THE EDITOR, Sir:
CURRENT DEVELOPMENTS give little call for rejoicing, and none at all for hope ... unless our political culture of cowardice and short-sightedness is finally abandoned. We are at a sorry pass as a nation when once again, it has required an external agent to constrain us to address problems that we have known about for a long time, but have done little about. Those same issues of declining productivity, rising debt, tax reform, pension reform, and declining international competitiveness have lubricated our slide into the abyss.
Both political parties, when in government, have talked a mean talk, but have made it an article of faith to avoid addressing these issues. Their preference, as we are experiencing now for the umpteenth time, is to avoid them when in government, and shout advice from the sidelines when in opposition. JDX round two is now an unavoidable part of the solution to our debt problem. JDX round one was promoted as exactly that, three years ago. Did it have to come to this? We have had decades of economic stagnation, but has anyone in government seen the dire need for growth in the economy?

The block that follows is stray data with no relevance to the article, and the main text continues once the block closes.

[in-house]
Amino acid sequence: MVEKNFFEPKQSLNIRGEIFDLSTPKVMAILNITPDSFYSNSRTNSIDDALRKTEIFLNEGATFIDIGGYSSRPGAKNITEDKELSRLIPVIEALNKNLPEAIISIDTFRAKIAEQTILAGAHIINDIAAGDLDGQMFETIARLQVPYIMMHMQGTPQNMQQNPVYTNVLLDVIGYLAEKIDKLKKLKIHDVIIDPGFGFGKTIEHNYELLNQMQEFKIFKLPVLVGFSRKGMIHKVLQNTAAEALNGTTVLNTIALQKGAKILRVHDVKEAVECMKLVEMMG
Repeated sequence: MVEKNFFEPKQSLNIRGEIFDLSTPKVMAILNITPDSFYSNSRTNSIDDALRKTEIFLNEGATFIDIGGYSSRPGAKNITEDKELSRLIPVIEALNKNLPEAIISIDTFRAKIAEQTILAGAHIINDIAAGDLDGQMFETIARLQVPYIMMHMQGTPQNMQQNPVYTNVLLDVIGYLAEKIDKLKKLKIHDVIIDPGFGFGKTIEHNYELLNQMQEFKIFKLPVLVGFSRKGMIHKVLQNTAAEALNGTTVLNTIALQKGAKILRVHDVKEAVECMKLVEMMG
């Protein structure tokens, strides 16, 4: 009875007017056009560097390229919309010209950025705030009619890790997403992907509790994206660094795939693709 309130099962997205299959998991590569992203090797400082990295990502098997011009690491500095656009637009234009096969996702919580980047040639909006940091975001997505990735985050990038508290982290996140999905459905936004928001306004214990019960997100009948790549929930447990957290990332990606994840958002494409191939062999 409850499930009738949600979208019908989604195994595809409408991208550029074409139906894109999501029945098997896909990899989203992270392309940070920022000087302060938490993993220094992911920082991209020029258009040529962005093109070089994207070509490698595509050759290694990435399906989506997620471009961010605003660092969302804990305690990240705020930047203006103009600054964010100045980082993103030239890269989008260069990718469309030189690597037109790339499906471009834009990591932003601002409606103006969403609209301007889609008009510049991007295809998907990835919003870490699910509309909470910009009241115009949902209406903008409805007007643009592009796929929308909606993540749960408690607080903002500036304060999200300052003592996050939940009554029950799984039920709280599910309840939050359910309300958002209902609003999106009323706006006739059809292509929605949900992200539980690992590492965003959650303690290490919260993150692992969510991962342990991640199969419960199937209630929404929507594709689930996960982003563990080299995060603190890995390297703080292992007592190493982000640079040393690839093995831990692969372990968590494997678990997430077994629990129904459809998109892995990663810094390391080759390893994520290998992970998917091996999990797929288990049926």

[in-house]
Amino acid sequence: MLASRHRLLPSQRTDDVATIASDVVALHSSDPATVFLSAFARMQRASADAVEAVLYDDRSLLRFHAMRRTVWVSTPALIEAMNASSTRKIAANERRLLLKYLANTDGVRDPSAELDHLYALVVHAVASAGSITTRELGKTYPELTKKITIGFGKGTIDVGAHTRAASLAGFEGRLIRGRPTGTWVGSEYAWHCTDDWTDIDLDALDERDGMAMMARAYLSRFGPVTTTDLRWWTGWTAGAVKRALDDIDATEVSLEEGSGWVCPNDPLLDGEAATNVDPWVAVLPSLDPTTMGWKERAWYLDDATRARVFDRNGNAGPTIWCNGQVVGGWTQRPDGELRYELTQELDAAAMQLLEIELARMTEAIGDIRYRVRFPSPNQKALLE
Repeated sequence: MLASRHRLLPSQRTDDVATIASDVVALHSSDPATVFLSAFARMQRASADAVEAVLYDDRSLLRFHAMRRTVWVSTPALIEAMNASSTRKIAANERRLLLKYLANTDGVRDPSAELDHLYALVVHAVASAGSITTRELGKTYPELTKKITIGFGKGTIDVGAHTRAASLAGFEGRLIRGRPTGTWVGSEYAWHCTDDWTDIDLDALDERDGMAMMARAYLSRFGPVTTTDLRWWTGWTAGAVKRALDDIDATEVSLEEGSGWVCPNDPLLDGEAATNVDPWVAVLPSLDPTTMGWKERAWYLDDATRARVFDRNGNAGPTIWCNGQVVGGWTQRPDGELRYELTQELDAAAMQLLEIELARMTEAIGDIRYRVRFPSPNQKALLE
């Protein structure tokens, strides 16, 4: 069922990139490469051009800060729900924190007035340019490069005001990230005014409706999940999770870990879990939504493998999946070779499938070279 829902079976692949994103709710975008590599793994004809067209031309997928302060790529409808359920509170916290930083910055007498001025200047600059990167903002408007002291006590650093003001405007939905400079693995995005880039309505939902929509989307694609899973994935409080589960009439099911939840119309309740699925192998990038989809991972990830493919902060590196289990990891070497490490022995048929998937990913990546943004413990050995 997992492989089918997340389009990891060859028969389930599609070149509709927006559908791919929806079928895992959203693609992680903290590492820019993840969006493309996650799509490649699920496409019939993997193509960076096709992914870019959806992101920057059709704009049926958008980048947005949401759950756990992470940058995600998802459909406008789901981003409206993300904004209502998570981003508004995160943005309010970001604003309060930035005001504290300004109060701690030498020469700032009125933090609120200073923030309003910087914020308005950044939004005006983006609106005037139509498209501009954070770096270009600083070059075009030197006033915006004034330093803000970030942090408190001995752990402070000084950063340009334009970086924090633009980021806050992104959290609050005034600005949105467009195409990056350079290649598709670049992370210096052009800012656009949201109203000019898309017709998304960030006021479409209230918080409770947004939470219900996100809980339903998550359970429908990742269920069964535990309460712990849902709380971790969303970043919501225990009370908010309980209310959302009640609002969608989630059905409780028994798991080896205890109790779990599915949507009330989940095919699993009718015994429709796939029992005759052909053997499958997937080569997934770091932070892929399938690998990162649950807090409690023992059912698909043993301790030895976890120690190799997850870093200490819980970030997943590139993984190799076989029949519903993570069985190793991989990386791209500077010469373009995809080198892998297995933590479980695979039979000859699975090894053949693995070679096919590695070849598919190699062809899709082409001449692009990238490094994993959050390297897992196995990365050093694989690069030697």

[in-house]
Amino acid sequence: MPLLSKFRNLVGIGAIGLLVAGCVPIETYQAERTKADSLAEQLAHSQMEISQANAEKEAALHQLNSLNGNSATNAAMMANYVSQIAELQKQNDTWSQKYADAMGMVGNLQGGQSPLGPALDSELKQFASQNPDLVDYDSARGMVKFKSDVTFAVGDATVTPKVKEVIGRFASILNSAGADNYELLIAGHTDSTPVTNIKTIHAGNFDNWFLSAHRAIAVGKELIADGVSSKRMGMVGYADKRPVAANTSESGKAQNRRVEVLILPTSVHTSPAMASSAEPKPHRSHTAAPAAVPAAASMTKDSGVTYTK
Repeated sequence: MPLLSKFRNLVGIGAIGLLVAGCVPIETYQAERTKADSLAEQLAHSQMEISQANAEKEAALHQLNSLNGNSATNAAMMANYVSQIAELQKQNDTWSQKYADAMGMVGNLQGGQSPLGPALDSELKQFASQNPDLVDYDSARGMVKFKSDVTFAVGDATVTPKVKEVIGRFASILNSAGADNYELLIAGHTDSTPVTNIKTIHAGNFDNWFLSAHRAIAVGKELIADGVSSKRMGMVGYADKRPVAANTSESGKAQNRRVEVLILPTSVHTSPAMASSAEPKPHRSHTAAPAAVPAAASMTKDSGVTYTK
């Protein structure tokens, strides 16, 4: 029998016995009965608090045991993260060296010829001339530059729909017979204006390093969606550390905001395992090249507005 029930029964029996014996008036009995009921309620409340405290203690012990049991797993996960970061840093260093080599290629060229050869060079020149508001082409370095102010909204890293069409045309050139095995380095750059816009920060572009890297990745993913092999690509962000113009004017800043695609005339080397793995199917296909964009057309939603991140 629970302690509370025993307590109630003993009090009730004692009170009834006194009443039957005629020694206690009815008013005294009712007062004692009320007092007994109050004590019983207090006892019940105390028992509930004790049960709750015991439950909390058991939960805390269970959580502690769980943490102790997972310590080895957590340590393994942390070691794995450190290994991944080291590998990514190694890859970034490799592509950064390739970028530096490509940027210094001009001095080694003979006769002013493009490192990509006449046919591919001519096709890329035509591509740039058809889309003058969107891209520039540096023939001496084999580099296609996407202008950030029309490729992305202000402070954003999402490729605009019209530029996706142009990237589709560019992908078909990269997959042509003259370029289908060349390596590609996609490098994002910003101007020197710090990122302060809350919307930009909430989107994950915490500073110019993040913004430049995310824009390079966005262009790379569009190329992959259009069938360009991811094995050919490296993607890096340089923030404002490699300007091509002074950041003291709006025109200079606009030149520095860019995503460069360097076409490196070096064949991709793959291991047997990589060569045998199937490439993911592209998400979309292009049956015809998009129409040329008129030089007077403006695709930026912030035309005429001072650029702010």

Lacking a growth strategy
We hear voices, mostly from the private sector, baying at the moon, as it were, crying out for growth facilitation, yet we remain a nation near the bottom of the slippery slope and still lacking a growth strategy. When will we start on the climb back up? The transshipment hub and its associated projects can be game changers, but only in the long term. What are we going to do to foster growth this year? Next year?
We need a government that will facilitate growth, but more importantly, we need a change of culture. I fear that our very low rate of economic growth over the last several decades is due more to a culture of dependency and mendicancy than we care to acknowledge, and to a patronising and bankrupt political culture that has played a dominant role in its development. Simply calling for policies to foster growth, necessary as they might be, is asking too much. What we should be pressing for is a partnership for growth where government engages with the private sector and, thereby, gives the country hope that the entrepreneurial spirit which is still manifestly here might get more room for expression.
MICHAEL R. NICHOLSON